2013 Session Leaders
Session 1: Honoring Herstory
Honoring the Strength & Resiliency of Immigrant Women
Presented by Farah Barnia, Karla Reyes and Sabby Kaur
Farah Barnia is an Employment counselor at Santa Clara County’s SSA. She has worked with Immigrants and Refugees from Middle East for past 15 years. Before coming to SSA, she was a case manager at the International Rescue Committee, resettling refugees from 36 countries. She is the founder and president of the Iranian Community Resource Service Center, a nonprofit 501 C organization operating in the Bay Area. She is also a trainer speaking on multicultural, immigrant and refugee issues, collaborating with governmental and other organizations serving multi-ethnic population. She is also a College instructor in the Family Certificate Program, Ethnic Studies, International Communication and Journalism. She holds a BS in Agricultural Engineering and an MA in Communication and Journalism, from Chico State University. She came to the U.S at the age of 16 by herself.
Karla C. Reyes is a San Jose State University graduate. She came to the United States from Mexico City at the age of nine. Karla's passions include promoting the advancement of women of color in leadership positions and using art as a way to heal our community. Her goals for the future are to expand her newly founded business and pursue a graduate degree in business administration. She will be speaking of the strength young women bring to social justice movements. Specifically, her emphasis is on young women as trailblazers who open doors to education to the rest of the family. She will also talk about the important role all immigrants play in the society as they incorporate two or more cultures into their own social realities.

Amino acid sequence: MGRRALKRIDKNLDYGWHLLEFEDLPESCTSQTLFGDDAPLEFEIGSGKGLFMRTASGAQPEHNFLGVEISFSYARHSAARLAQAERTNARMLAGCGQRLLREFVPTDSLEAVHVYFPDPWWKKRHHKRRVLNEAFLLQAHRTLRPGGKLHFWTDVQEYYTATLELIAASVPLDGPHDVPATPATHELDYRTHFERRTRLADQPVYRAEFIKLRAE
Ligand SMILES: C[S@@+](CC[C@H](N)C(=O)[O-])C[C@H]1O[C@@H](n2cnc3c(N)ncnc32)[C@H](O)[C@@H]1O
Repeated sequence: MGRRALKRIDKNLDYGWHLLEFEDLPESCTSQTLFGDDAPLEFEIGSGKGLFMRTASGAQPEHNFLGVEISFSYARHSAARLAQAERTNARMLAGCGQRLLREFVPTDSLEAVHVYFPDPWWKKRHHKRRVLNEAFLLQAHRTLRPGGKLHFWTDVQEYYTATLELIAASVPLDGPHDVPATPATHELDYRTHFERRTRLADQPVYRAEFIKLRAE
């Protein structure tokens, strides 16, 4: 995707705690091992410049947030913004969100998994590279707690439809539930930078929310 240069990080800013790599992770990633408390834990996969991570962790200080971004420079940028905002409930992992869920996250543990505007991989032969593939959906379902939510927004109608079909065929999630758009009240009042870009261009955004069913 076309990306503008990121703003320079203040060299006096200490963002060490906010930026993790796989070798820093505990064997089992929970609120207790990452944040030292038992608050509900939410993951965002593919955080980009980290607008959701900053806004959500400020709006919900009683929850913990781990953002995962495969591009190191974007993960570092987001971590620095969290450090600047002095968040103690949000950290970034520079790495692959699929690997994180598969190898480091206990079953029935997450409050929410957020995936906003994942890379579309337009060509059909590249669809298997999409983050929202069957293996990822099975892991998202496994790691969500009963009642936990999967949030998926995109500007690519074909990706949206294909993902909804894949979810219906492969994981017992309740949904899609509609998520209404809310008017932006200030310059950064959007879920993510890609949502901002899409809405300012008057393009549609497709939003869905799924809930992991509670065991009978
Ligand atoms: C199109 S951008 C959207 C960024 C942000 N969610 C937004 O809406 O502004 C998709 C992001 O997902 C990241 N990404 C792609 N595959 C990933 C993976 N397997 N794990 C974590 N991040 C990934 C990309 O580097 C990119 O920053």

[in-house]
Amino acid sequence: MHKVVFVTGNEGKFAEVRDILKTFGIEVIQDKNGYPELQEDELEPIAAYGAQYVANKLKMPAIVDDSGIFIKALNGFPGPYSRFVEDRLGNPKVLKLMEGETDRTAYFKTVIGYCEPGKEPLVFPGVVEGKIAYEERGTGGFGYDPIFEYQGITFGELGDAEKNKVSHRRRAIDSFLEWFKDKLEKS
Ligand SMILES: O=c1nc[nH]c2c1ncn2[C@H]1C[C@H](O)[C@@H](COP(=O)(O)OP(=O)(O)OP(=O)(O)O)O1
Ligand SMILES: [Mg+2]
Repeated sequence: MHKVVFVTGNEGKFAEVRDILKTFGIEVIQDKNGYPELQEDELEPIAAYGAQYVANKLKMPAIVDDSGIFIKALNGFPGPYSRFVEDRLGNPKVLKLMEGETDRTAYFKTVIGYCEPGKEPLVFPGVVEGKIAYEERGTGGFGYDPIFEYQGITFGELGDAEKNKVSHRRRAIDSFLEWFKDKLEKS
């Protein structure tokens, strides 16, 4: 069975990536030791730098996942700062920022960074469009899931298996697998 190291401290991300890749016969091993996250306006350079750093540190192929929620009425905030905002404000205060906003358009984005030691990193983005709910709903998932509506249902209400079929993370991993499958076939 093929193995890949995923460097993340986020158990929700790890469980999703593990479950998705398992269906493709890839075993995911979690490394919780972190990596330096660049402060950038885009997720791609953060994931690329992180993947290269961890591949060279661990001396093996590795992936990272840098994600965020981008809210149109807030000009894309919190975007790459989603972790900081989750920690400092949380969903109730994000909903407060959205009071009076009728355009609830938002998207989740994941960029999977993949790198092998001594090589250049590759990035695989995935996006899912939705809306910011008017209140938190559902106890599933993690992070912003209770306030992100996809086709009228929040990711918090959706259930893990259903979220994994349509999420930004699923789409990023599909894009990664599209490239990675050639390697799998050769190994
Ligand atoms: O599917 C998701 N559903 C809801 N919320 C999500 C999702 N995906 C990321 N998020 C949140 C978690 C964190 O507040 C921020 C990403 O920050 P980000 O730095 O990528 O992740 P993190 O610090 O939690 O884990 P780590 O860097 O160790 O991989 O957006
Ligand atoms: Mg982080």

Sarbjeet ‘Sabby’ Kaur was born in India and received her M.A. degree in German from New Delhi, India. She immigrated to the U.S. 22 years ago. Sabby has managed projects with a nonprofit agency Women in Community Service. This organization focuses on low-income women, young women, and women in jail. She recently concluded a job-training program with the City of San Jose/work2future for the homeless and non-violent ex-offenders. In addition to her regular work, she also served on the Santa Clara County Commission on the Status of Women and as the former chair of the Refugee & Immigrant Forum of Santa Clara County. Her passions include all women’s issues and programs that provide a “second chance” to underserved communities. Her dream is to open a school for adolescent girls in India. She will focus on her own brand of leadership and strengths of her culture, discussing how using this personal foundation we can get involved at any level of the community at large.